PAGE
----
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One in five Australians now lives with persistent pain. Persistent pain (or chronic pain) can be defined as pain that persists beyond 3-months. In some instances, the pain may be a result of a specific injury such as a fracture or a sprain, but the pain will persist beyond normal healing time (i.e., 6-8 weeks). However, in many other instances, pain may be present without a specific injury occurring. For example, pain may arise at a time of stress, fatigue or lack of sleep. Persistent pain can have a profound impact on an individual’s life, affecting physical, emotional and social well-being. 

Very similar to our general health, the health of the structures in our bodies is maintained through:

  • regular movement
  • keeping strong
  • exercising regularly
  • maintaining a healthy body weight
  • caring for our mental health
  • regularly sleeping well
  • remaining social, and 
  • not smoking or drinking too much alcohol. 

So, when these things go wrong, our nervous systems can become sensitised and pain may persist. Persistent pain can be very distressing and exhausting and can impact a person’s ability to carry out day to day tasks, affect their mobility, reduce their muscle strength, cause sleep disturbances, anxiety, depression and reduce overall quality of life. Physiotherapy aims to address these aspects holistically, focussing on the whole person, rather than just treating the painful area. 

Some key components of physiotherapy that are beneficial when helping someone who is challenged by persistent pain include:

  • Comprehensive assessment

Physiotherapists will conduct a thorough assessment, including taking time to hear someone’s story and identify the contributing factors to someone’s pain experience. Understanding each person’s unique pain experience helps guide the development of an individualised treatment plan, targeting each person’s goals and needs.

  • Education

Helping someone ‘make sense’ of their pain, plays a vital role in empowering someone to take an active role in managing their pain. Physiotherapists will discuss topics with people including pain education (i.e., helping someone make sense of their pain experience), lifestyle modifications including sleep hygiene tips, activity pacing strategies, stress management techniques, and movement advice. Empowering people with knowledge enables them to make informed decisions and participate actively in their recovery.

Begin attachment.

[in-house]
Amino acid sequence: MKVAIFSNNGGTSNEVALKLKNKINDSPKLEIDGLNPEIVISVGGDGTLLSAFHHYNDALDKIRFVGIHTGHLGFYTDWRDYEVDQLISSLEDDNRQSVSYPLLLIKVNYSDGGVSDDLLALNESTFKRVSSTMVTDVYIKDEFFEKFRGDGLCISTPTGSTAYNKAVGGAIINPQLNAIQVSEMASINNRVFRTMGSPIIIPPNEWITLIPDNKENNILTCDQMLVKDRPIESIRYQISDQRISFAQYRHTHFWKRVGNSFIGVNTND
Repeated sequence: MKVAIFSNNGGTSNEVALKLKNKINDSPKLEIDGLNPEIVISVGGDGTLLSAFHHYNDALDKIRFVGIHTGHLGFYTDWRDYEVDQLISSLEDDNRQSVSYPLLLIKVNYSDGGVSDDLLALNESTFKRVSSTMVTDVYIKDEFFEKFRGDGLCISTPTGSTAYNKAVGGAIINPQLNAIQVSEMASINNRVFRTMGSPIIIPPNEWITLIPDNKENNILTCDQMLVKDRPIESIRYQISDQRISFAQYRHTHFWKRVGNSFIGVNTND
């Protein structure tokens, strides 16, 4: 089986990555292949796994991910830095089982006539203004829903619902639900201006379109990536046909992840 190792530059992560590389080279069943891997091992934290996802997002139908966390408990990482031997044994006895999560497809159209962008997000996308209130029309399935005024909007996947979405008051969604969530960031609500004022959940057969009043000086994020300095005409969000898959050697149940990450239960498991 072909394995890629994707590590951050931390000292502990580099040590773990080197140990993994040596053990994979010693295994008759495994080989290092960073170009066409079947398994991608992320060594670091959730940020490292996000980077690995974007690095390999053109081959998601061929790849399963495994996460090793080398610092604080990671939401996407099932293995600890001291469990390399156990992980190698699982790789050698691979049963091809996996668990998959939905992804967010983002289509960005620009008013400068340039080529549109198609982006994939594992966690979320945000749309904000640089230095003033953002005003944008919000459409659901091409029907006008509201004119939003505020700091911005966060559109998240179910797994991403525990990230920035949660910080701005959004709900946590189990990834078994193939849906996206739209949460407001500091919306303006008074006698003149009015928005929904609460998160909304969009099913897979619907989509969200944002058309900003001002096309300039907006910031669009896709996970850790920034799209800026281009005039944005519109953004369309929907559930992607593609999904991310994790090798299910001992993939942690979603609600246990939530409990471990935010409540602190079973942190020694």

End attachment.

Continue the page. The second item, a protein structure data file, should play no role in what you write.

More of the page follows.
• Manual therapy

Manual therapy techniques, which include ‘hands-on’ techniques, can be effective in reducing pain and improving movement quality. 

  • Exercise and movement

Exercise and movement are a cornerstone of physiotherapy for persistent pain management. An individualised exercise program will be designed to address specific impairments, including improving someone’s ability to move efficiently and their strength. A movement program will also focus on enhancing people’s ability to be re-engaged in activities they enjoy. 

  • Psychological support

Addressing the psychological aspects of persistent pain is crucial for successful management. Physiotherapists may work closely with psychologists to help people develop positive coping strategies, manage stress and address any underlying psychological factors contributing to their pain.

  • Multidisciplinary approach

Physiotherapists often collaborate with other healthcare professionals, including pain specialists, psychologists, dietitians and GPs, to provide a comprehensive approach to persistent pain management. This multidisciplinary approach ensures a holistic treatment plan is developed to address each individual’s goals and needs. 

If you are challenged by persistent pain, call one of our clinics today for assistance. Physiotherapists can help you to understand why you have pain and get you back moving, active and living again. 


  1. Moseley, L. and D. Butler, Fifteen years of explaining pain: the past, present, and future. The Journal of Pain, 2015. 16(9): p. 807-813.

2. Caneiro, J., A. Smith, S. Bunzli, et al., From fear to safety: a roadmap to recovery from musculoskeletal pain. Physical Therapy, 2022. 102(2): p. pzab271.